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  • 15 October, 2022

  • 6 Min Read

Appointment of Chief Justice of India (CJI)

Appointment of Chief Justice of India (CJI)

  • Justice Dhananjaya Y Chandrachud was recently appointed as India's 50th Chief Justice.

  • He will serve for a period of two years before retiring on November 10, 2024.

Regarding Article 124

  • The procedure for appointing the CJI is not mentioned in the Indian Constitution.
  • The Constitution's Article 124 (1) simply states, "There shall be a Supreme Court of India consisting of a Chief Justice of India."
  • According to Clause (2) of Article 124 of the Constitution, every Supreme Court Judge is appointed by the President.
  • As a result, in the absence of a constitutional provision, the procedure for appointing the CJI is based on convention.

The Convention

  • The outgoing CJI advises his successor to follow a practice that is strictly based on seniority.
  • Seniority, on the other hand, is determined not by age but by the number of years a judge has served on the country's highest court.
  • The role of the government: Except for the Union Law Minister seeking the recommendation of the incumbent CJI before sending it to the Prime Minister, the Central government has no role in the appointment of the CJI.

Who can become India's, Chief Justice?

  • Must be an Indian citizen,
  • the individual must have served as a Judge of a High Court or two or more such Courts in succession for at least five years,
  • or as an advocate of a High Court or two or more such Courts for at least ten years,
  • or as a distinguished jurist in the opinion of the President.

Who appoints the Chief Justice?

  • The President appoints the Chief Justice of India and the other Supreme Court judges under clause (2) of Article 124 of the Indian Constitution.
  • Article 217: When appointing High Court judges, the President is required to consult with the CJI, Governor, and Chief Justice of the High Court in question.
  • Furthermore, CJIs serve until the age of 65, whereas High Court judges retire at the age of 62.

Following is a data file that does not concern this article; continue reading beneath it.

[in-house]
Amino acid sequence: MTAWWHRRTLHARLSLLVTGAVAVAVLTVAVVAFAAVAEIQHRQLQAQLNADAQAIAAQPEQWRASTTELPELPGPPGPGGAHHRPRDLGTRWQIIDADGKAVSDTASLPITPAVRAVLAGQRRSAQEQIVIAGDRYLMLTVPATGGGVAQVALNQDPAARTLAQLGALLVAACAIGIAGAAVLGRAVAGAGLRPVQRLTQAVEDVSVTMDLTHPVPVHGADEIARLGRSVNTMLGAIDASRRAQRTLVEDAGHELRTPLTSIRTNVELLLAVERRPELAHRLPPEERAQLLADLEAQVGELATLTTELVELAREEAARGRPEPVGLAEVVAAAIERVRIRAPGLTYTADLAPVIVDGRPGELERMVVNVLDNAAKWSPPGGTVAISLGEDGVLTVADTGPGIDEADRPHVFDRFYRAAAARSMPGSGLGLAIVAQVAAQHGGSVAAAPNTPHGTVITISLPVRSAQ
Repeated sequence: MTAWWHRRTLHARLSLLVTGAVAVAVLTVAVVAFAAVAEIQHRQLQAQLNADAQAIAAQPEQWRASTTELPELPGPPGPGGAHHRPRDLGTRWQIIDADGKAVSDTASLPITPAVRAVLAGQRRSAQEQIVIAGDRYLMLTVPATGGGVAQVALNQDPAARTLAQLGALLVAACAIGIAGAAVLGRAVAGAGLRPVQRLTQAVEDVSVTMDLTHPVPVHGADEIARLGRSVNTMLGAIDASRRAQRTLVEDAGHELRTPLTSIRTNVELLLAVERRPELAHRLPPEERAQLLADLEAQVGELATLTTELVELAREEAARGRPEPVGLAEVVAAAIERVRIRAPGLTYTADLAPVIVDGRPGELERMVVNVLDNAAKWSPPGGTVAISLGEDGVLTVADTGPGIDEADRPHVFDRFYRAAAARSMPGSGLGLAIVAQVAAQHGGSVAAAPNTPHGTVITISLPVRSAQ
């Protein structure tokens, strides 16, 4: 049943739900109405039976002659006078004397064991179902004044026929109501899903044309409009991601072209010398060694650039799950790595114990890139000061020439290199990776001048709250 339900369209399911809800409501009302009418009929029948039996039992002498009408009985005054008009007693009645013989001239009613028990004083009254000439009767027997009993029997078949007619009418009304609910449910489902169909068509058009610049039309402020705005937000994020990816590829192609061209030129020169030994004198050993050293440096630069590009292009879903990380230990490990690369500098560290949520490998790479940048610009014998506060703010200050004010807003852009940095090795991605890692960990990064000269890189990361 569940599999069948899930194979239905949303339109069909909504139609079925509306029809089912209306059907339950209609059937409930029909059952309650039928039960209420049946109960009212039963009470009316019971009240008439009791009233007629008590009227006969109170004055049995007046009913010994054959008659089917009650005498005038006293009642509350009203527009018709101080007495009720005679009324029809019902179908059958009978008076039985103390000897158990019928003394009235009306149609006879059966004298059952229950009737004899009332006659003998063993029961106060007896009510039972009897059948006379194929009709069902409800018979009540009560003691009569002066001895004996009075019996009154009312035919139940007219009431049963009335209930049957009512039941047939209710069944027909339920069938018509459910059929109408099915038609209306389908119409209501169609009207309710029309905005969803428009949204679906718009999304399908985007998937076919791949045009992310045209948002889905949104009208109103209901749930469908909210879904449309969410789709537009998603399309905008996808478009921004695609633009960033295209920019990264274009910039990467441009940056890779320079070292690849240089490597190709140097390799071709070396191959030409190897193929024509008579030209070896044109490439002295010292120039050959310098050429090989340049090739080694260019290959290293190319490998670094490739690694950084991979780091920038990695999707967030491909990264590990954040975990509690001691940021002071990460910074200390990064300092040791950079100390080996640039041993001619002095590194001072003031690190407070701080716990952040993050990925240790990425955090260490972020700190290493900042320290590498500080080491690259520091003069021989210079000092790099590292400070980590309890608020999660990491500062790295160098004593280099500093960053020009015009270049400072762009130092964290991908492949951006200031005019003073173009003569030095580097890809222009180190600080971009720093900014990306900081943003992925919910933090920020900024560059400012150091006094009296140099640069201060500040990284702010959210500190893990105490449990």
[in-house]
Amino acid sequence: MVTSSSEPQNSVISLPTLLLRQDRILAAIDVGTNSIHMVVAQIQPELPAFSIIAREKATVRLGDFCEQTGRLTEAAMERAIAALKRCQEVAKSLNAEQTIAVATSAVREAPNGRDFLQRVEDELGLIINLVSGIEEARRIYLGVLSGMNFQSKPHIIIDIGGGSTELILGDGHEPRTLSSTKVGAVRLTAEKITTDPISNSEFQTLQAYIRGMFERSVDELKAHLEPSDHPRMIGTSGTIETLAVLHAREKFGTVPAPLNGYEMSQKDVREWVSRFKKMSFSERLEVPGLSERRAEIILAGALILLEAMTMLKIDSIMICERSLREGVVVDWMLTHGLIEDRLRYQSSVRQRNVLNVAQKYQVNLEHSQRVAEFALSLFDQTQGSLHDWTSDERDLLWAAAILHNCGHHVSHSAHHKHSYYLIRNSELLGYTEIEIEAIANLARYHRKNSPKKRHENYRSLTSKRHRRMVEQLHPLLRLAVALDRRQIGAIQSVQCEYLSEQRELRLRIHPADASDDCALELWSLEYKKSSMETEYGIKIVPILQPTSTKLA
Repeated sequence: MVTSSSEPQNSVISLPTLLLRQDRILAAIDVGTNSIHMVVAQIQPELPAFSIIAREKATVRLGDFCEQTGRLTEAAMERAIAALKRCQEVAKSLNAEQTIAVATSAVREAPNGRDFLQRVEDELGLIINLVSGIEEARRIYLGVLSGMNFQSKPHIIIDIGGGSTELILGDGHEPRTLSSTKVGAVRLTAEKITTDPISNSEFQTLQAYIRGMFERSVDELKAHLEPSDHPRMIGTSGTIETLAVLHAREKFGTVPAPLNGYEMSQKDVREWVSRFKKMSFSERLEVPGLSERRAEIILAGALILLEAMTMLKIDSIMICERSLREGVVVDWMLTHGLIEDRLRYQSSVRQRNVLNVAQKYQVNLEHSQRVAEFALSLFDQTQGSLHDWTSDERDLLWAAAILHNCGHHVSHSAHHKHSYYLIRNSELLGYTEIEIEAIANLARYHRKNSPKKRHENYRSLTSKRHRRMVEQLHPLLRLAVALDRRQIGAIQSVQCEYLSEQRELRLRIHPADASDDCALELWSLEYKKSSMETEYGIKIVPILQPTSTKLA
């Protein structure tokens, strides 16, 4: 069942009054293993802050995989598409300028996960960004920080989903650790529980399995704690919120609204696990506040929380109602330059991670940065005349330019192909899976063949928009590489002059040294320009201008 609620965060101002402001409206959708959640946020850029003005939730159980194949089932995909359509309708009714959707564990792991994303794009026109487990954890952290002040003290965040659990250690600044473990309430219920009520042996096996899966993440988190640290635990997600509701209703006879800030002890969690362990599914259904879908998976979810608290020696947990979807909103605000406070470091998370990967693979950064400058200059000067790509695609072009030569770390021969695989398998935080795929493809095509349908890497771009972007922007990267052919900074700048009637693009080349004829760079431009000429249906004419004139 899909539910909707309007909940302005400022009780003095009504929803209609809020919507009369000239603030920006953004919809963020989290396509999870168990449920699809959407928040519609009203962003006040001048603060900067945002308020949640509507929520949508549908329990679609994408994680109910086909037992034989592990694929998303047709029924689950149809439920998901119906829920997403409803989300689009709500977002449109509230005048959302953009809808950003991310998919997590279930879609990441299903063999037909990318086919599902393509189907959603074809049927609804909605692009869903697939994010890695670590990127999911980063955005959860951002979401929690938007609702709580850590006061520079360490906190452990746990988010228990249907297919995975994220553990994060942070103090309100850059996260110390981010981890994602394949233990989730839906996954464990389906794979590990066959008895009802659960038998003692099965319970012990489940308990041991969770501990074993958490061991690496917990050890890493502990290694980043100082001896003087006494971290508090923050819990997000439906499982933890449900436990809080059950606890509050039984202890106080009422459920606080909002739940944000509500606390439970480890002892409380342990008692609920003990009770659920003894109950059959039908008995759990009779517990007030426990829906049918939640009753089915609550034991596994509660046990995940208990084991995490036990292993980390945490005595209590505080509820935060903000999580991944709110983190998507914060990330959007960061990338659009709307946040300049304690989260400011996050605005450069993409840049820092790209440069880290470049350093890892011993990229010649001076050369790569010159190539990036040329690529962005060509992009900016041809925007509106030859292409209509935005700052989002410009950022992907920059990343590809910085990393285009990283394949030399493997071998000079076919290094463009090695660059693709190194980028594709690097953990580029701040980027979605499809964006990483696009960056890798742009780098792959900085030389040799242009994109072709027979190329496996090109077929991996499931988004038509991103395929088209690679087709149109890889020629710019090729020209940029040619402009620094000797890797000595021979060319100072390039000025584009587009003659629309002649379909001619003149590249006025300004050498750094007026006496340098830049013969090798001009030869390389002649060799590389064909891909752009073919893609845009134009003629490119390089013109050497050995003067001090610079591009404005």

CJI's removal

  • A Supreme Court Judge may be removed only by an order of the President issued after an address by each House of Parliament supported by a majority of the total membership of that House and a majority of not less than two-thirds of the members of that House present and voting.
  • The address was presented to the President in the same session for removal on one of two grounds: proven misbehavior or incapacity.

What is the process for recommending and appointing judges?

  • In the appointment of judges, the more than two-decade-old collegium system is used, with five senior-most Supreme Court and High Court judges serving.
  • The term "collegium" is not mentioned in the constitution, which only mentions presidential consultation.
  • The Intelligence Bureau (IB) conducts a background investigation on the names first proposed for appointment by the collegium.

While the government may object, the collegium will usually prevail.

  • After the collegium's recommendations are finalized and received from the CJI, the Law Minister will forward them to the Prime Minister, who will advise the President on the appointment.

Criticism of the collegium system

  • The main problem with the collegium system is its lack of transparency.
  • The Law Commission of India's 230th report, submitted in 2009, raised the possibility of nepotism.
  • A person who has a close relative or well-wisher who is or has been a judge in the higher courts, a senior advocate, or a political higher-up has a better chance of being promoted.
  • It is not necessary for such a person to be competent, as less competent individuals are sometimes inducted.

Way forward

  • The National Judicial Appointments Commission was proposed as an alternative, with a body for making appointments consisting of the CJI and two senior-most judges, the law minister, and two "eminent" persons chosen by a panel consisting of the Prime Minister, the CJI, and the leader of the largest Opposition party in the Lok Sabha.
  • While the bill was passed by Parliament, it was ultimately overturned by the Supreme Court in 2015.
  • A new alternative with Supreme Court and Government’s proactive cooperation is required to make the appointment more transparent and able to make the judicial system more efficient.

Read Also: Post-retirement Allowances to Supreme Court Judges

Source: The Indian Express

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